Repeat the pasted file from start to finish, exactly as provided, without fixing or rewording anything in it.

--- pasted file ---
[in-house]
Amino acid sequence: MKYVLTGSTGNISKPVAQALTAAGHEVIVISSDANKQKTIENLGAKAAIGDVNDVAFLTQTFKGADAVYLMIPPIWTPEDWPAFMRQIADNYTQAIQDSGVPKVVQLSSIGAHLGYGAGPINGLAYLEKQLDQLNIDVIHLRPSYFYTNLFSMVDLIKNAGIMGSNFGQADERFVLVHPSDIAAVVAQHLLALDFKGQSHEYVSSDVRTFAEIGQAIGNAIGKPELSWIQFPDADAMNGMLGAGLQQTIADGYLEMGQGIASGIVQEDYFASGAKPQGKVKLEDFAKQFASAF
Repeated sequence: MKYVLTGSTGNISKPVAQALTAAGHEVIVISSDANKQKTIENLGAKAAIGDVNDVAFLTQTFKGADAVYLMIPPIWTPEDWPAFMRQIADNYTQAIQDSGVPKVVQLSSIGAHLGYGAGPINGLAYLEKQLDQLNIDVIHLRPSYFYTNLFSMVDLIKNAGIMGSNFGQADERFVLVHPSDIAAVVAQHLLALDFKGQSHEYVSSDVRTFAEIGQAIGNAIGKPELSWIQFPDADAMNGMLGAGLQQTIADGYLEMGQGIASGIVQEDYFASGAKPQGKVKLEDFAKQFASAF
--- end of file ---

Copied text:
[in-house]
Amino acid sequence: MKYVLTGSTGNISKPVAQALTAAGHEVIVISSDANKQKTIENLGAKAAIGDVNDVAFLTQTFKGADAVYLMIPPIWTPEDWPAFMRQIADNYTQAIQDSGVPKVVQLSSIGAHLGYGAGPINGLAYLEKQLDQLNIDVIHLRPSYFYTNLFSMVDLIKNAGIMGSNFGQADERFVLVHPSDIAAVVAQHLLALDFKGQSHEYVSSDVRTFAEIGQAIGNAIGKPELSWIQFPDADAMNGMLGAGLQQTIADGYLEMGQGIASGIVQEDYFASGAKPQGKVKLEDFAKQFASAF
Repeated sequence: MKYVLTGSTGNISKPVAQALTAAGHEVIVISSDANKQKTIENLGAKAAIGDVNDVAFLTQTFKGADAVYLMIPPIWTPEDWPAFMRQIADNYTQAIQDSGVPKVVQLSSIGAHLGYGAGPINGLAYLEKQLDQLNIDVIHLRPSYFYTNLFSMVDLIKNAGIMGSNFGQADERFVLVHPSDIAAVVAQHLLALDFKGQSHEYVSSDVRTFAEIGQAIGNAIGKPELSWIQFPDADAMNGMLGAGLQQTIADGYLEMGQGIASGIVQEDYFASGAKPQGKVKLEDFAKQFASAF